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Campus Community / People of SU
Written by Allison Nitch
January 11, 2021
Image credit: Mike Ekern, courtesy of University of St. Thomas
Teresa J. Rothausen, PhD, serves as executive director for the Center for Leadership Formation (CLF) and professor in the Management Department at Albers School of Business and Economics. With nearly three decades of experience as a member of professional and academic business organizations, she has brought a new perspective and appreciation for all Seattle University has to offer since joining the campus community last June.
“I think it is safe to say that it is rare, if not unique, to find a social justice-oriented leadership program within a business school,” she says. “I truly believe it is a program that other business schools need to emulate.”
Formed by Marilyn Gist, PhD, in 2006, the CLF is home to Seattle U’s executive education programs for mid- to senior-level professionals with an emphasis on leadership, business expertise and a commitment to social responsibility.
With “the support of an amazing team of faculty and staff,” Rothausen’s role is to “ensure our powerful programs remain healthy and robust, while also leading a process to explore new ways to deliver our powerful experiences of transformation.”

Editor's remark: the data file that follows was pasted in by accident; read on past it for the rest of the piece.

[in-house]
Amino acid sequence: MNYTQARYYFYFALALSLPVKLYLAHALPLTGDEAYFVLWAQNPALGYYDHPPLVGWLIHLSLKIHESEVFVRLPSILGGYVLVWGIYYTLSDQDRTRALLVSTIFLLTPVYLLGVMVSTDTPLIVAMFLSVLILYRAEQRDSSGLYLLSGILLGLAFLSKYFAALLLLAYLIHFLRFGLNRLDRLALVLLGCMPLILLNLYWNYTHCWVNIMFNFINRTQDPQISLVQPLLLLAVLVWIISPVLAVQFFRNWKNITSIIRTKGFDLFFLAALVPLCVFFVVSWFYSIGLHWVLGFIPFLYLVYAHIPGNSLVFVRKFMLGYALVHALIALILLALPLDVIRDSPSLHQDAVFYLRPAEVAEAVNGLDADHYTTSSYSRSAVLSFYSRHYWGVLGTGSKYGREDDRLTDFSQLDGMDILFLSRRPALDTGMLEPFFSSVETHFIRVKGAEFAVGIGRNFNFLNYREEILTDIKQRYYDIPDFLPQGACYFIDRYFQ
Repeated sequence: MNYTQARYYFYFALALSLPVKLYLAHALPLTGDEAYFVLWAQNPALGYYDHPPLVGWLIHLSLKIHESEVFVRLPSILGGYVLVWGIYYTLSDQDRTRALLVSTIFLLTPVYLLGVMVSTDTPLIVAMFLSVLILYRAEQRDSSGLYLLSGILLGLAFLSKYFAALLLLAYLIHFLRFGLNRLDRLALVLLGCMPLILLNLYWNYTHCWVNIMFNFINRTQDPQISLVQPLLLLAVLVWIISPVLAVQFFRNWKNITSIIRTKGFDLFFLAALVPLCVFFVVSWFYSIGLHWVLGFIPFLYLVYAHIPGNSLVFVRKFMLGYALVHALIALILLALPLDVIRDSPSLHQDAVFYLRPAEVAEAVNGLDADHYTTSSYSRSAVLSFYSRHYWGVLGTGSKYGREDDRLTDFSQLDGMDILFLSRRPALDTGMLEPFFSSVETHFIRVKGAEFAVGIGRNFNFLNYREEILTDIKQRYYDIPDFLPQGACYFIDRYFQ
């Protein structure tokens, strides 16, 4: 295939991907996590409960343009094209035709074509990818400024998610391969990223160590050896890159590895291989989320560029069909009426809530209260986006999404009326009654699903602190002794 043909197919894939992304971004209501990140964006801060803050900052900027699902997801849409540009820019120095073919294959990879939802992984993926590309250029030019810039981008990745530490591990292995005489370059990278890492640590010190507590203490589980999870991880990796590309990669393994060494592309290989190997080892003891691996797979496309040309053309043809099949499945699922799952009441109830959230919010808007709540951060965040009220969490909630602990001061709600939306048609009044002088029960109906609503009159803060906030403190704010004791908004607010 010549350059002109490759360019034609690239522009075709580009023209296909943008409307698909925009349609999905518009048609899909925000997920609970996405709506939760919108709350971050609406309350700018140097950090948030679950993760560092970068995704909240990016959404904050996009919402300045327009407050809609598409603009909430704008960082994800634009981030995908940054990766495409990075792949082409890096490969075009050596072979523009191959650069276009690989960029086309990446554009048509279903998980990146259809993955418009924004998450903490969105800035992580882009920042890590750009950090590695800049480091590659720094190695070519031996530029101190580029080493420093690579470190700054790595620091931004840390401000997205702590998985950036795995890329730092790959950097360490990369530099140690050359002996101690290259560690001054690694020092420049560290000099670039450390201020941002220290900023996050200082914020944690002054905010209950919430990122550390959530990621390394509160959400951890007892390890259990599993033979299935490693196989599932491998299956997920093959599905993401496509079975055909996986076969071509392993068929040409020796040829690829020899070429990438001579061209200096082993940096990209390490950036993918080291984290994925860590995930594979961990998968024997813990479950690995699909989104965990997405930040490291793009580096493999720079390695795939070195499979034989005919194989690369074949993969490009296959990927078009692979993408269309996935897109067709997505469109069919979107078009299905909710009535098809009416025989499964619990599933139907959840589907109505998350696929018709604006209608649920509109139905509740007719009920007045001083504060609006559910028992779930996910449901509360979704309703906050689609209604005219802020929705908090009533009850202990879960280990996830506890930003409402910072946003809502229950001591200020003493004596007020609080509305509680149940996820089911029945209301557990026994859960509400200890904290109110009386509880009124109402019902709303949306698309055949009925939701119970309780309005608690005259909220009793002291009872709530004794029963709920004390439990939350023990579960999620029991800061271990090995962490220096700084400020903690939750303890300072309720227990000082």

She’s looking for support from the SU community and its corporate partners in Seattle “to help us innovate new ways of delivering aspects of the important work happening in CLF to form leaders with a reignited joy in their work...oriented toward harnessing the power of business to transform society toward the common good.”
As a faculty member, “... the most rewarding thing for me is to witness the increasing sense of freedom and hope arising in leaders as they learn more deeply about themselves, the world and their roles ...,” says Rothausen.
“Meaning-Based Job-Related Well-being: Exploring a Meaningful Work Conceptualization of Job Satisfaction,” an article she wrote along with a colleague, was recognized as one of 12 “most notable” contributions by the editorial board of the Journal of Business and Psychology in 2019. Considering that body of research during these times of crises, Rothausen notes that new opportunities can emerge.
“...We are able to give to others in a way that is even more meaningful because it’s needed more than ever. And we can use the opportunity of the ‘moment’ caused by COVID-19, increased racial unrest and the impact of climate degradation to rethink where you want to spend your life and leadership energy. What work, even within your current job, is most meaningful and life affirming for you? What contributes most to the common good and how can you get more of that?”
She goes on to say “leaders help others make meaning of crises such as these. Where there is fear, leadership can reassure, calm and pull us together.” Or it “can exacerbate and direct the fear outward, dividing us ... Similarly, where there is compassion, leaders can either make that feel naïve or unite it toward extraordinary achievements of human spirit.”
The mother of three adult children finds joy in family, friends, reading and staying active outdoors. As a Midwest transplant, the former season ticket holder of the Minnesota Opera and member of the Minneapolis Institute of Arts is “eager to explore all these activities in Seattle once we are back in physical community!”
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